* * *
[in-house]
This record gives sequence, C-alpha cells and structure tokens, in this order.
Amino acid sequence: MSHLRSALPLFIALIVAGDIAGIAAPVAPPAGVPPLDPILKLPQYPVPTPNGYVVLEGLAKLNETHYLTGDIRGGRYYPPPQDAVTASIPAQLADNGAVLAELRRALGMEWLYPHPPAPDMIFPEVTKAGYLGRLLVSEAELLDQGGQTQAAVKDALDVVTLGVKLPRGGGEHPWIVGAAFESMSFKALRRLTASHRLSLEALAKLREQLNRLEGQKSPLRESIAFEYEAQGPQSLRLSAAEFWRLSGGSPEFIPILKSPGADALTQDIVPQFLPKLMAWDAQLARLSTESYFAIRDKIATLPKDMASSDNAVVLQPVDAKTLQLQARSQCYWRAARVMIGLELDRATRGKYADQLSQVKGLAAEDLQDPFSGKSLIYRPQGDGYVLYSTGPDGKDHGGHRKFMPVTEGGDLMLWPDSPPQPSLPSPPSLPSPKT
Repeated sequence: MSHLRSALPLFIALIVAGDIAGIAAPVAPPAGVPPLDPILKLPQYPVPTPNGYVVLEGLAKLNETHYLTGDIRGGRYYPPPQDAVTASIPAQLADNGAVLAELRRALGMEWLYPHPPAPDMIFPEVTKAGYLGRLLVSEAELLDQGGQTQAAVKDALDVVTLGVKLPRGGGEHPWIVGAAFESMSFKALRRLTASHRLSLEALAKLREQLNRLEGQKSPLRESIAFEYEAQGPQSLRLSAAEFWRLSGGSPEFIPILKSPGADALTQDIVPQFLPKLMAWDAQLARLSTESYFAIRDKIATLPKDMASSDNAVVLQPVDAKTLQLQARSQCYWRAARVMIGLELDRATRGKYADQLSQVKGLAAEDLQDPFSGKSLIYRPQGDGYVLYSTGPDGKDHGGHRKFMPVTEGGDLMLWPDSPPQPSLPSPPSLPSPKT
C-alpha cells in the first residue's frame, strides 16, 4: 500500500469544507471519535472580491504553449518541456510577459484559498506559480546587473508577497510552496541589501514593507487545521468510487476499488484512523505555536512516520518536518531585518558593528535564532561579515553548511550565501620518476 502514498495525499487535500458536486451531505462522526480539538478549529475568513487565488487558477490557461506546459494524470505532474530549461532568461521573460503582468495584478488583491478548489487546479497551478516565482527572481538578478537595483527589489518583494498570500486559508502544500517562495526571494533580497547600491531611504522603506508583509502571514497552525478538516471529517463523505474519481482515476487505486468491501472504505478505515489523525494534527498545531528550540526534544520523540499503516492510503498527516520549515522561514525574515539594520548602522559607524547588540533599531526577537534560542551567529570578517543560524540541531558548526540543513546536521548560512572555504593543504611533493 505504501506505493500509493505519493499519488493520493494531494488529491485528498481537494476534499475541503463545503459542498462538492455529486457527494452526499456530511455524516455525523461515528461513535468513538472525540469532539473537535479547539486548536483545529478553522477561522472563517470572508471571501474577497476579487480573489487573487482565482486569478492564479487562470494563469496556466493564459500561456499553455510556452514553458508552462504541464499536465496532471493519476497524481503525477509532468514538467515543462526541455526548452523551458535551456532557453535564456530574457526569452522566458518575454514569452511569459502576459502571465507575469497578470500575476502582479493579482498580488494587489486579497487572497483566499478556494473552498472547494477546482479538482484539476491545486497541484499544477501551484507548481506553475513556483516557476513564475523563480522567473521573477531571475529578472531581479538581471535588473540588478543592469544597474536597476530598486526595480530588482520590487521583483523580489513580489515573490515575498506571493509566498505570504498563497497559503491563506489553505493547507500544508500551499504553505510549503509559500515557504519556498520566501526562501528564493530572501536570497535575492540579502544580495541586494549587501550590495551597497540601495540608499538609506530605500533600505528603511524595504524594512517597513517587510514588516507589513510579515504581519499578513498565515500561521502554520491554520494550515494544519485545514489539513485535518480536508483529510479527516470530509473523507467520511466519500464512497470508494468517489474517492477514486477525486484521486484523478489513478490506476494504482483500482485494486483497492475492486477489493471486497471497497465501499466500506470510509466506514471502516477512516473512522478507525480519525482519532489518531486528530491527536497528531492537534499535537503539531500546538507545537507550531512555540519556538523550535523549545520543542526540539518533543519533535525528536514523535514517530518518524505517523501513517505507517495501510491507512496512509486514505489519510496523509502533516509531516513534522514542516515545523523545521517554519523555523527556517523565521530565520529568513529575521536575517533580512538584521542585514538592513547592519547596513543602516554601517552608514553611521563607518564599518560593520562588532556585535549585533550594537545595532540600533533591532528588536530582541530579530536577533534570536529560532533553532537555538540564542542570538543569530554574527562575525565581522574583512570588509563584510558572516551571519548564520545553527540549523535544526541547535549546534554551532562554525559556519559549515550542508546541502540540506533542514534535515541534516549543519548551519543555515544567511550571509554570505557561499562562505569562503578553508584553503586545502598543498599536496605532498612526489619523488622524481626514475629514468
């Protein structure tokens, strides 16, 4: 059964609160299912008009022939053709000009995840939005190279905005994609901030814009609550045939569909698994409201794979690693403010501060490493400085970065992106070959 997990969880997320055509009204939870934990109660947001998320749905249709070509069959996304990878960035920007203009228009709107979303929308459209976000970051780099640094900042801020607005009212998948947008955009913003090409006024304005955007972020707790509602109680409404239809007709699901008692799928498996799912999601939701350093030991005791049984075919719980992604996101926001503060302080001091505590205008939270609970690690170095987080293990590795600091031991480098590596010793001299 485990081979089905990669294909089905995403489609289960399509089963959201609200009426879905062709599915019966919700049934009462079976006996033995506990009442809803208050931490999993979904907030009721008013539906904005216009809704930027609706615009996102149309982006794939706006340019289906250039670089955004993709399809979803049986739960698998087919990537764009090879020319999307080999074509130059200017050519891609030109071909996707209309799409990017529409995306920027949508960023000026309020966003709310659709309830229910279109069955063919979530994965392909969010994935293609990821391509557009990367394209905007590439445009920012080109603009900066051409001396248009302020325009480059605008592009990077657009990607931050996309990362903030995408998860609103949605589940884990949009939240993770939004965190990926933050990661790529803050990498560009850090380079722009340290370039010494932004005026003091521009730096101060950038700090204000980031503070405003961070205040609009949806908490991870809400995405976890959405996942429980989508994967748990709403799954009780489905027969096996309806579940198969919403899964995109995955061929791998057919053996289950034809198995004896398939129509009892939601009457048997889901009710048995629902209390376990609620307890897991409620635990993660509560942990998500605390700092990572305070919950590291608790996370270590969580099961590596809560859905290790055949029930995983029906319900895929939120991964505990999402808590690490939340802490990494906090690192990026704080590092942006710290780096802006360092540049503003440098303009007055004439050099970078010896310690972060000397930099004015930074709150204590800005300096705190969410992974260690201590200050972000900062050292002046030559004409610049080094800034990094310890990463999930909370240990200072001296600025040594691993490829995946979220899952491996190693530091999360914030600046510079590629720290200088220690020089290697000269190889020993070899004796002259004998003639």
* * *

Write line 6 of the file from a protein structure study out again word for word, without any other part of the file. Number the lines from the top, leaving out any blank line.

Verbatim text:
């Protein structure tokens, strides 16, 4: 059964609160299912008009022939053709000009995840939005190279905005994609901030814009609550045939569909698994409201794979690693403010501060490493400085970065992106070959 997990969880997320055509009204939870934990109660947001998320749905249709070509069959996304990878960035920007203009228009709107979303929308459209976000970051780099640094900042801020607005009212998948947008955009913003090409006024304005955007972020707790509602109680409404239809007709699901008692799928498996799912999601939701350093030991005791049984075919719980992604996101926001503060302080001091505590205008939270609970690690170095987080293990590795600091031991480098590596010793001299 485990081979089905990669294909089905995403489609289960399509089963959201609200009426879905062709599915019966919700049934009462079976006996033995506990009442809803208050931490999993979904907030009721008013539906904005216009809704930027609706615009996102149309982006794939706006340019289906250039670089955004993709399809979803049986739960698998087919990537764009090879020319999307080999074509130059200017050519891609030109071909996707209309799409990017529409995306920027949508960023000026309020966003709310659709309830229910279109069955063919979530994965392909969010994935293609990821391509557009990367394209905007590439445009920012080109603009900066051409001396248009302020325009480059605008592009990077657009990607931050996309990362903030995408998860609103949605589940884990949009939240993770939004965190990926933050990661790529803050990498560009850090380079722009340290370039010494932004005026003091521009730096101060950038700090204000980031503070405003961070205040609009949806908490991870809400995405976890959405996942429980989508994967748990709403799954009780489905027969096996309806579940198969919403899964995109995955061929791998057919053996289950034809198995004896398939129509009892939601009457048997889901009710048995629902209390376990609620307890897991409620635990993660509560942990998500605390700092990572305070919950590291608790996370270590969580099961590596809560859905290790055949029930995983029906319900895929939120991964505990999402808590690490939340802490990494906090690192990026704080590092942006710290780096802006360092540049503003440098303009007055004439050099970078010896310690972060000397930099004015930074709150204590800005300096705190969410992974260690201590200050972000900062050292002046030559004409610049080094800034990094310890990463999930909370240990200072001296600025040594691993490829995946979220899952491996190693530091999360914030600046510079590629720290200088220690020089290697000269190889020993070899004796002259004998003639």